Well for air combat, strategic bombers are still quite useful in today's world due to their ability to be cruise missile trucks.

It's why the US & Russia still update and modernize their strategic bombers, because they can be used to launch cruise missiles far away from their targets' borders, often possibly far enough that the target can't reach them using conventional fighters.
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Old 11-15-2017, 12:54 AM   #316
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Default Re: [Space] Fighter-to-ship ratio: what is it and why?

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Sufficient analysis of what for what?

Blindsided by what, and why would you need to be so far away to be clear of it?

While the first is true at least for air combat within some rather significant constraints, the second is decidedly not - bombers exist and are used to this day. And, uh, 'fighter' doesn't really presume the existence of bombers.

Anyhow, fighter aircraft do not do duty as customs boats, and a space fighter is not going to be at all suited to that job whether or not there's a canned ape on it.

You have to do sufficient analysis of anything you make contact with to decide what it is, who it belongs to, what to do about it, and anything of the kind. And you have to be out of effective weapons range while doing that. Otherwise you might as well just play Russian Roulette.

You have to avoid being blindsided by whatever defenses may or may not be there but of which you are not normally willing to risk your expensive fleet lest Emperor Evil not be forgiving.

Fighter does presume the existence of bombers. Otherwise it just means, "really fast aircraft." With the exception of interesting oddities like the B-52 and the Stealth(which is ridiculously called a fighter) and the warthog all warplanes are fighters even though most of their missions are ground attack. But once you stop making dedicated attack aircraft then the term fighter is just generic. When there is for all practical purposes just one type of warplane which is fighter-bomber then the term fighter is nostalgia not precision. Just like paratroopers is just another word for infantry with attitude problems when all infantry are infantry.

And no fighter aircraft do not do duty as customs boats because the atmosphere is not the ocean. And whether or not a space fighter can do the job depends on what the author sees a fighter as. And no computer, and no ape can invent the concepts of space or fighter or canning let alone space fighter or canned ape on their own. More to the point a computer is not sufficient to tell an assassin from a dancer which is why we still use VIP bodyguards. And neither is a canned ape who besides being obviously dead and meant for food or else why would one can it, has not been trained for such a feat while alive.
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Old 11-15-2017, 01:05 AM   #317
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Default Re: [Space] Fighter-to-ship ratio: what is it and why?

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You have to do sufficient analysis of anything you make contact with to decide what it is, who it belongs to, what to do about it, and anything of the kind. And you have to be out of effective weapons range while doing that. Otherwise you might as well just play Russian Roulette.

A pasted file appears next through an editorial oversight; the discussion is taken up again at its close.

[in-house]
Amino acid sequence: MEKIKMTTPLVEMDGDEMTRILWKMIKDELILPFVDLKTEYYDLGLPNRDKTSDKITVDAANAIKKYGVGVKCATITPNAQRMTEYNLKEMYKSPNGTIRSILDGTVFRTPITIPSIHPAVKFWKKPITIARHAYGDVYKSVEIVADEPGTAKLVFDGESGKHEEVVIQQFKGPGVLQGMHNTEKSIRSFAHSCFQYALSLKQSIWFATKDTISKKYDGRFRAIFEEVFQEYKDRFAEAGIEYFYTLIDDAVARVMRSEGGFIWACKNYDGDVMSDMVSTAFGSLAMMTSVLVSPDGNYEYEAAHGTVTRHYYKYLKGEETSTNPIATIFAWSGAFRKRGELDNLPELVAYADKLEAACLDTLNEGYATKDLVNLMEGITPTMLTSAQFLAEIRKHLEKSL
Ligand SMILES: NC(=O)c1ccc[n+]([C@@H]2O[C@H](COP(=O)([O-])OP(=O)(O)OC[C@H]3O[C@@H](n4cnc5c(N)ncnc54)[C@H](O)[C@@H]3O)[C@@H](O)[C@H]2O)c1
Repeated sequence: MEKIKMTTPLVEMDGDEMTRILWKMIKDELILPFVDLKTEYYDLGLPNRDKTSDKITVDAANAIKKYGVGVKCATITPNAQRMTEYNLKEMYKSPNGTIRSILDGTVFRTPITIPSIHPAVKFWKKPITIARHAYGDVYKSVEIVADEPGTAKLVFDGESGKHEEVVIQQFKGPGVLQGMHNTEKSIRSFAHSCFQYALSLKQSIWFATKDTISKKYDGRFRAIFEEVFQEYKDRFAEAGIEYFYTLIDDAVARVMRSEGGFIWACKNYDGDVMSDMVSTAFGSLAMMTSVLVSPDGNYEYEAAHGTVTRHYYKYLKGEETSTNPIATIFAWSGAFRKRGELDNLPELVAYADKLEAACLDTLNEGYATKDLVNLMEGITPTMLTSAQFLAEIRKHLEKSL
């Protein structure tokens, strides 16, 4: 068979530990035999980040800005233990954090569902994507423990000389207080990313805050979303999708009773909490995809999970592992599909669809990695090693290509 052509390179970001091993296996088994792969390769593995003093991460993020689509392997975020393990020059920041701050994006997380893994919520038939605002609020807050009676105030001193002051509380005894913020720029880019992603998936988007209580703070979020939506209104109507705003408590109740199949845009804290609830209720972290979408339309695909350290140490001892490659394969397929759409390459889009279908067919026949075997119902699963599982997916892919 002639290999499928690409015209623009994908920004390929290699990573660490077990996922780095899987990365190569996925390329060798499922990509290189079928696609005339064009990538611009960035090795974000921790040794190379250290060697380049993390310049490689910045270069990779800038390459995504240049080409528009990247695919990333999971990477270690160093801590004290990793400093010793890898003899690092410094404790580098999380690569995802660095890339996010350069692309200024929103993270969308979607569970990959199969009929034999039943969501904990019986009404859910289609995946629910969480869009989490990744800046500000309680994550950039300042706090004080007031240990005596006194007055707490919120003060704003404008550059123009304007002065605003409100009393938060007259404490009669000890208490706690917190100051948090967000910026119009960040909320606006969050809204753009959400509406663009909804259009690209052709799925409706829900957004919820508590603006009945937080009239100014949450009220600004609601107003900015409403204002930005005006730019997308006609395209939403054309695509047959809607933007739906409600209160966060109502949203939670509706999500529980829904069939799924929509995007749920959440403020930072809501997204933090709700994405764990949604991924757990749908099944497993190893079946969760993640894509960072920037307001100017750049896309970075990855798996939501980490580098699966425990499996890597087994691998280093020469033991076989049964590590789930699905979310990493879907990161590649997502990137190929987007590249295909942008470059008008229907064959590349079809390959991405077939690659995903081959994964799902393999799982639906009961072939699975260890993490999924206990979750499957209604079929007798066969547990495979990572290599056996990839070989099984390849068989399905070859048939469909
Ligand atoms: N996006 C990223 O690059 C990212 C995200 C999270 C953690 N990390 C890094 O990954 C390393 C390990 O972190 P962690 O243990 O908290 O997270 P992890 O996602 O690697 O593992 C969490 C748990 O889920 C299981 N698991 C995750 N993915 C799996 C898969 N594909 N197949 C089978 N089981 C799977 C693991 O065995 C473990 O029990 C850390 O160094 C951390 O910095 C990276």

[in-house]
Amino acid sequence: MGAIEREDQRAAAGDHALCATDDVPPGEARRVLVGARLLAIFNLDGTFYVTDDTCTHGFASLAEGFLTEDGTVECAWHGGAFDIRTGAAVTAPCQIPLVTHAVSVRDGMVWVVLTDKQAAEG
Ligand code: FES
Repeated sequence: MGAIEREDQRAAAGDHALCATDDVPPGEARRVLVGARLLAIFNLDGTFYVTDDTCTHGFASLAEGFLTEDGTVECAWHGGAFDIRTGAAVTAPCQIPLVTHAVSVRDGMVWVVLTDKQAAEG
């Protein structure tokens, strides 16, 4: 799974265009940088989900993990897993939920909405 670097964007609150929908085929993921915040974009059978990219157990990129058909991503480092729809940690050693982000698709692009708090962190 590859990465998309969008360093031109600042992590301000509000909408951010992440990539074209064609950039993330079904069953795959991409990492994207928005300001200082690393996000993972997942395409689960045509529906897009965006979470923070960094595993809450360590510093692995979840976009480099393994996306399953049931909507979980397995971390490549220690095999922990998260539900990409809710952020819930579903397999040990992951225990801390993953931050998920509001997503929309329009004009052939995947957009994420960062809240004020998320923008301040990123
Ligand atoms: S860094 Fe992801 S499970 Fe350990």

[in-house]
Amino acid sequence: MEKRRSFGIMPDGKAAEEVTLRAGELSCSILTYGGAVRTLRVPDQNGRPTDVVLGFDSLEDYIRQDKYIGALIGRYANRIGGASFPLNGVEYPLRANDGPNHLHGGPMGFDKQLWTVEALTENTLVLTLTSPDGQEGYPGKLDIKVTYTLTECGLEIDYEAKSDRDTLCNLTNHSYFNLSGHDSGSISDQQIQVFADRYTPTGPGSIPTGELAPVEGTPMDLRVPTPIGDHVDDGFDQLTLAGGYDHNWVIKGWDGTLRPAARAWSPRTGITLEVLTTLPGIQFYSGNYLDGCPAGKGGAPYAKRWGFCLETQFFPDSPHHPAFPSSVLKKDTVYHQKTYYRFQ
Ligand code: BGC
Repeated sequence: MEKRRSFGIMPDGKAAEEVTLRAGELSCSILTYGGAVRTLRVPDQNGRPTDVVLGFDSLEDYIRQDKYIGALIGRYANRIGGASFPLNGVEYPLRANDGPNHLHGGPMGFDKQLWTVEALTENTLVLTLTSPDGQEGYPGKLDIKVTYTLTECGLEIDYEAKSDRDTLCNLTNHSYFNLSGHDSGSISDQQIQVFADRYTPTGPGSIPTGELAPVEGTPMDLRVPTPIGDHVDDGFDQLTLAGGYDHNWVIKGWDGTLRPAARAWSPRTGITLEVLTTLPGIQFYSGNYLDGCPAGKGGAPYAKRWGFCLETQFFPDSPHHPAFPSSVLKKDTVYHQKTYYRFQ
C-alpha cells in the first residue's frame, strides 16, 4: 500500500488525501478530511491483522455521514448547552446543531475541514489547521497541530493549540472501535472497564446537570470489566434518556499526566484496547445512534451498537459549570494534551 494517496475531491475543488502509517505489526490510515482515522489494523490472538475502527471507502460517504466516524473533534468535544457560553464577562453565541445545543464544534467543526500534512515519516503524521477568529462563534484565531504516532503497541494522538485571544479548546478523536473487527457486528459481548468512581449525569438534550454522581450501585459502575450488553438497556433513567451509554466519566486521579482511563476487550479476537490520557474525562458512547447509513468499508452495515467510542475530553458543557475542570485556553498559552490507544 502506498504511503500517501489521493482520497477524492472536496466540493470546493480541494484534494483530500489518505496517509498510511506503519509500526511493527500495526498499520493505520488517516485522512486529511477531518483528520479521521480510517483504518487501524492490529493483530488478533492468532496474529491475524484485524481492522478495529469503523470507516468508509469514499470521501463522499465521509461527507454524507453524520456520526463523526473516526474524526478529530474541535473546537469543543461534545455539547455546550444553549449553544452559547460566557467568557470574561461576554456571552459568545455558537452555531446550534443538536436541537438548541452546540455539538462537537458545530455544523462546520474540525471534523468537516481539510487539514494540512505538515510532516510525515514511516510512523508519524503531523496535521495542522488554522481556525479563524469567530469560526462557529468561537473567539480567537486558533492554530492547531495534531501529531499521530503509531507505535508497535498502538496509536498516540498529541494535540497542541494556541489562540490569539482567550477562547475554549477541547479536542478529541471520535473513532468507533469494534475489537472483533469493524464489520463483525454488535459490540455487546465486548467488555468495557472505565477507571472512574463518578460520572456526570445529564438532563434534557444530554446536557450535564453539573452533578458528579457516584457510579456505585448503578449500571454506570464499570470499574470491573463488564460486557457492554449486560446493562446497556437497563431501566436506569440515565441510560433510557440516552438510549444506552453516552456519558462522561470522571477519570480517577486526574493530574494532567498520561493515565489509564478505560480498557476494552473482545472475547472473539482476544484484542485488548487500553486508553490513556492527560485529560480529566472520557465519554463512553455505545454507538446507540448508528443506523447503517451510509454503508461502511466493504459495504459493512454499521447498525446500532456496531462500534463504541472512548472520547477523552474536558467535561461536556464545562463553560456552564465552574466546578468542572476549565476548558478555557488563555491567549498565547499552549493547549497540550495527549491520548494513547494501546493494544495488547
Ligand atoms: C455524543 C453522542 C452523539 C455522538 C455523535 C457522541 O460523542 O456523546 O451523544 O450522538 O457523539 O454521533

You have to avoid being blindsided by whatever defenses may or may not be there but of which you are not normally willing to risk your expensive fleet lest Emperor Evil not be forgiving.
Your determination to avoid making any concrete statement about the premise you're arguing from is quite impressive.
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Fighter does presume the existence of bombers. Otherwise it just means, "really fast aircraft."
No, it has some rather distinct implications about fitness to engage other fighters in combat.
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With the exception of interesting oddities like the B-52 and the Stealth(which is ridiculously called a fighter) and the warthog all warplanes are fighters even though most of their missions are ground attack. But once you stop making dedicated attack aircraft then the term fighter is just generic.
If you want to define every bomber, ground attack aircraft, AWACS, military transport, gunship and so forth in the world as an 'oddity' you have perhaps gone a great deal too far.
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Old 11-15-2017, 01:18 AM   #318
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Default Re: [Space] Fighter-to-ship ratio: what is it and why?

"Your determination to avoid making any concrete statement about the premise you're arguing from is quite impressive."

As the premise is space combat which has not taken place yet, making concrete statements is difficult. And any statement about a possible future war is necessarily speculative. Could you perhaps tell me what details you wish given? The premise is that a force of indeterminate size is sent on an indeterminate mission and wishes to gain intelligence, deny it to it's enemy, extend dominance over no-man's-space and whatever before beginning operations. The question is "what is the fighter to ship ratio" and given the potential of drones that can only be answered in the light of answering how many manned vs unmanned assets are needed to do that job.

"No, it has some rather distinct implications about fitness to engage other fighters in combat."